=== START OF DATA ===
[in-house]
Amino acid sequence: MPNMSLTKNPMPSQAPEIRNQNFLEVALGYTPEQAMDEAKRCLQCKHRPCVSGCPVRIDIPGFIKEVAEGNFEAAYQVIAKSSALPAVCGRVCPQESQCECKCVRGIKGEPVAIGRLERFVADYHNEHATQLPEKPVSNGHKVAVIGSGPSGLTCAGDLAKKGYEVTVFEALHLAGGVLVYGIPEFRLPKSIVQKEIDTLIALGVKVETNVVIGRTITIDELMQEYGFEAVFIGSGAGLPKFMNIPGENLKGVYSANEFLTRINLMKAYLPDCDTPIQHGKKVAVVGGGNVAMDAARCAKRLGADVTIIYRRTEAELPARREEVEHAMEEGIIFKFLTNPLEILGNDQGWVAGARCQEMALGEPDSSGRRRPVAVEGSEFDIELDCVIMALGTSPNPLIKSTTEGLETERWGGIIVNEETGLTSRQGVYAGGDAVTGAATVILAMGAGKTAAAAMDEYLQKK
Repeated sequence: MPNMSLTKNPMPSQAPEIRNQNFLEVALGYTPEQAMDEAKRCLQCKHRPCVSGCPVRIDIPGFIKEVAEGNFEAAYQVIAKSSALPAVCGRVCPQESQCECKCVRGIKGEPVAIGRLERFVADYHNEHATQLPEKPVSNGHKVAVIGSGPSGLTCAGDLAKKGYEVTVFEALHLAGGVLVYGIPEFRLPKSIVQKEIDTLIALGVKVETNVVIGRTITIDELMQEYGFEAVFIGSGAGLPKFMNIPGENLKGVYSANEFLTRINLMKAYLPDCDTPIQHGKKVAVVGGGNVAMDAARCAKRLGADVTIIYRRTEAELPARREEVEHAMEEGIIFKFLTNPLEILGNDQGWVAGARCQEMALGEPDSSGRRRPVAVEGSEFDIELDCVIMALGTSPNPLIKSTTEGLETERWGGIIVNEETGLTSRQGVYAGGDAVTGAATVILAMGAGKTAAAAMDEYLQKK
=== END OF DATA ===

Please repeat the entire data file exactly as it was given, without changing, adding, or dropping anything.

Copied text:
[in-house]
Amino acid sequence: MPNMSLTKNPMPSQAPEIRNQNFLEVALGYTPEQAMDEAKRCLQCKHRPCVSGCPVRIDIPGFIKEVAEGNFEAAYQVIAKSSALPAVCGRVCPQESQCECKCVRGIKGEPVAIGRLERFVADYHNEHATQLPEKPVSNGHKVAVIGSGPSGLTCAGDLAKKGYEVTVFEALHLAGGVLVYGIPEFRLPKSIVQKEIDTLIALGVKVETNVVIGRTITIDELMQEYGFEAVFIGSGAGLPKFMNIPGENLKGVYSANEFLTRINLMKAYLPDCDTPIQHGKKVAVVGGGNVAMDAARCAKRLGADVTIIYRRTEAELPARREEVEHAMEEGIIFKFLTNPLEILGNDQGWVAGARCQEMALGEPDSSGRRRPVAVEGSEFDIELDCVIMALGTSPNPLIKSTTEGLETERWGGIIVNEETGLTSRQGVYAGGDAVTGAATVILAMGAGKTAAAAMDEYLQKK
Repeated sequence: MPNMSLTKNPMPSQAPEIRNQNFLEVALGYTPEQAMDEAKRCLQCKHRPCVSGCPVRIDIPGFIKEVAEGNFEAAYQVIAKSSALPAVCGRVCPQESQCECKCVRGIKGEPVAIGRLERFVADYHNEHATQLPEKPVSNGHKVAVIGSGPSGLTCAGDLAKKGYEVTVFEALHLAGGVLVYGIPEFRLPKSIVQKEIDTLIALGVKVETNVVIGRTITIDELMQEYGFEAVFIGSGAGLPKFMNIPGENLKGVYSANEFLTRINLMKAYLPDCDTPIQHGKKVAVVGGGNVAMDAARCAKRLGADVTIIYRRTEAELPARREEVEHAMEEGIIFKFLTNPLEILGNDQGWVAGARCQEMALGEPDSSGRRRPVAVEGSEFDIELDCVIMALGTSPNPLIKSTTEGLETERWGGIIVNEETGLTSRQGVYAGGDAVTGAATVILAMGAGKTAAAAMDEYLQKK